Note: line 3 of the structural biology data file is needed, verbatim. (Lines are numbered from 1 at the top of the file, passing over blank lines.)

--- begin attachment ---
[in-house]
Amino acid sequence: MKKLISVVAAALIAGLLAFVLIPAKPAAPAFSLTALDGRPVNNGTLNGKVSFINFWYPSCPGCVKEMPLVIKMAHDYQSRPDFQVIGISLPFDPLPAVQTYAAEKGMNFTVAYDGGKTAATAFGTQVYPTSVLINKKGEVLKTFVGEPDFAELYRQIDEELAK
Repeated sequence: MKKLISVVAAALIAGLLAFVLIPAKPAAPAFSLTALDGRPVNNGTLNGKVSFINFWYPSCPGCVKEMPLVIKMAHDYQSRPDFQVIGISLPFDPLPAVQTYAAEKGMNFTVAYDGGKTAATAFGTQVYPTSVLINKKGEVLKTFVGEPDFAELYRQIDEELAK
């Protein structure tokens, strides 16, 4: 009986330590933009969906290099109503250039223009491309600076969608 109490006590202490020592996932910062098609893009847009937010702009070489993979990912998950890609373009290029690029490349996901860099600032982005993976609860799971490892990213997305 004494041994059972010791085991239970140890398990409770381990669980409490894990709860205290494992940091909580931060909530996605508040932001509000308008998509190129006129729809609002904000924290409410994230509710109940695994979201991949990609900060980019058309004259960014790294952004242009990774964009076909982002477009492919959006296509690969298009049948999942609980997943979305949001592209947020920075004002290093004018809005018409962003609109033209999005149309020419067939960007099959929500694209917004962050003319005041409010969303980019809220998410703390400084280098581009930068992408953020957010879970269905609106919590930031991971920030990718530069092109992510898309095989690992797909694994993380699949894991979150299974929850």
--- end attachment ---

Repeated sequence: MKKLISVVAAALIAGLLAFVLIPAKPAAPAFSLTALDGRPVNNGTLNGKVSFINFWYPSCPGCVKEMPLVIKMAHDYQSRPDFQVIGISLPFDPLPAVQTYAAEKGMNFTVAYDGGKTAATAFGTQVYPTSVLINKKGEVLKTFVGEPDFAELYRQIDEELAK